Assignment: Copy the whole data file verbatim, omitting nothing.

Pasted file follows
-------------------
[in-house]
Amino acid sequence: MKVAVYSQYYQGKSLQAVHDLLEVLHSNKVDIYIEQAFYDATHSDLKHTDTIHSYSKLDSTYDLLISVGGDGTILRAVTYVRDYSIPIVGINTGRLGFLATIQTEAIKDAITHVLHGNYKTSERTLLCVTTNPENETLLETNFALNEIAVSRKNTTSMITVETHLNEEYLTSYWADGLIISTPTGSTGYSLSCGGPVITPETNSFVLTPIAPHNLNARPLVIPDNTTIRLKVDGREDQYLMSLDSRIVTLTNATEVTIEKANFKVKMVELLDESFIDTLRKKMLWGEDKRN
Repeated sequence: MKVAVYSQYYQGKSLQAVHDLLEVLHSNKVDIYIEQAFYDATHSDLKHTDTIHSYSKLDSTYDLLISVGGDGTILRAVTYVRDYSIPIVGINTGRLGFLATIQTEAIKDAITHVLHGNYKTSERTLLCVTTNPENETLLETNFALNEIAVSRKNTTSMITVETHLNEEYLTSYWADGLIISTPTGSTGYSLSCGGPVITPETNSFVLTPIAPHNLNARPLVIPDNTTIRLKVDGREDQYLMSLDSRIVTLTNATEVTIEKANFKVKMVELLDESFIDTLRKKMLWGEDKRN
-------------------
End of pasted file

[in-house]
Amino acid sequence: MKVAVYSQYYQGKSLQAVHDLLEVLHSNKVDIYIEQAFYDATHSDLKHTDTIHSYSKLDSTYDLLISVGGDGTILRAVTYVRDYSIPIVGINTGRLGFLATIQTEAIKDAITHVLHGNYKTSERTLLCVTTNPENETLLETNFALNEIAVSRKNTTSMITVETHLNEEYLTSYWADGLIISTPTGSTGYSLSCGGPVITPETNSFVLTPIAPHNLNARPLVIPDNTTIRLKVDGREDQYLMSLDSRIVTLTNATEVTIEKANFKVKMVELLDESFIDTLRKKMLWGEDKRN
Repeated sequence: MKVAVYSQYYQGKSLQAVHDLLEVLHSNKVDIYIEQAFYDATHSDLKHTDTIHSYSKLDSTYDLLISVGGDGTILRAVTYVRDYSIPIVGINTGRLGFLATIQTEAIKDAITHVLHGNYKTSERTLLCVTTNPENETLLETNFALNEIAVSRKNTTSMITVETHLNEEYLTSYWADGLIISTPTGSTGYSLSCGGPVITPETNSFVLTPIAPHNLNARPLVIPDNTTIRLKVDGREDQYLMSLDSRIVTLTNATEVTIEKANFKVKMVELLDESFIDTLRKKMLWGEDKRN